Dr Julian Lewis: To ask the Secretary of State for Health and Social Care, what recent progress has been made in establishing the South East Regional specialist centre for the treatment of women damaged by mesh implants; and whether checks will be carried out to ensure that such women, when seeking remedial treatment from that specialist centre, are not placed in the hands of surgeons who were responsible for (a) implanting the mesh originally, (b) denying that anything had gone wrong with the implants and (c) claiming that women reporting extreme physical pain from the implants were imagining it. 
[Due for Answer on 23 February. Answered on 16 March.]
HOLDING ANSWER: The Department of Health and Social Care has indicated that it will not be possible to answer this question within the usual time period. An answer is being prepared and will be provided as soon as it is available.
The Parliamentary Under-Secretary of State for Patient Safety and Primary Care (Maria Caulfield): The specialist centre for the South East region based at Southampton NHS Foundation Trust is now accepting referrals and offering treatment to patients who have been adversely affected by mesh implants. The surgery to remove mesh implanted for stress urinary incontinence and vaginal prolapse is a relatively new surgical discipline. Expertise is therefore concentrated in a limited number of specialist centres, such as the South East centre, led by a core multi-disciplinary team including consultant specialists in urogynaecology, urology and colorectal surgery. Patients also have access to a team including pelvic floor specialist physiotherapy, psychology, psychosexual counselling, occupational therapy, specialist imaging and pain management services.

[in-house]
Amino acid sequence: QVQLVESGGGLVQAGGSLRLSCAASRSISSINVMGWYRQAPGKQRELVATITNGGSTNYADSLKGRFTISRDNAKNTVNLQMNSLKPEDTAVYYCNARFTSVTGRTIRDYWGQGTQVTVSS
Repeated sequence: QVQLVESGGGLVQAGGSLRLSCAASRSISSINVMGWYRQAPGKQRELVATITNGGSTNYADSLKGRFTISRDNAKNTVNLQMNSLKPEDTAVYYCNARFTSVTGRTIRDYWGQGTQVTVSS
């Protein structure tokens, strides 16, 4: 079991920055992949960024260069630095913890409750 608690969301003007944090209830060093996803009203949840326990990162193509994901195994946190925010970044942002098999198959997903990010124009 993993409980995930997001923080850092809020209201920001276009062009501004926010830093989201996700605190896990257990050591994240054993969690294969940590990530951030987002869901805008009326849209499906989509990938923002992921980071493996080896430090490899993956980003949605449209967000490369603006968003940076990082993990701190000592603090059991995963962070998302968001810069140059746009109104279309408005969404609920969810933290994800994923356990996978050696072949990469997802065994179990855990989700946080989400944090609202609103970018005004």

Patients can discuss their choice of surgeon with the multi-disciplinary team if they have concerns regarding a specific clinician and can also discuss a referral to a surgeon in another specialist mesh centre.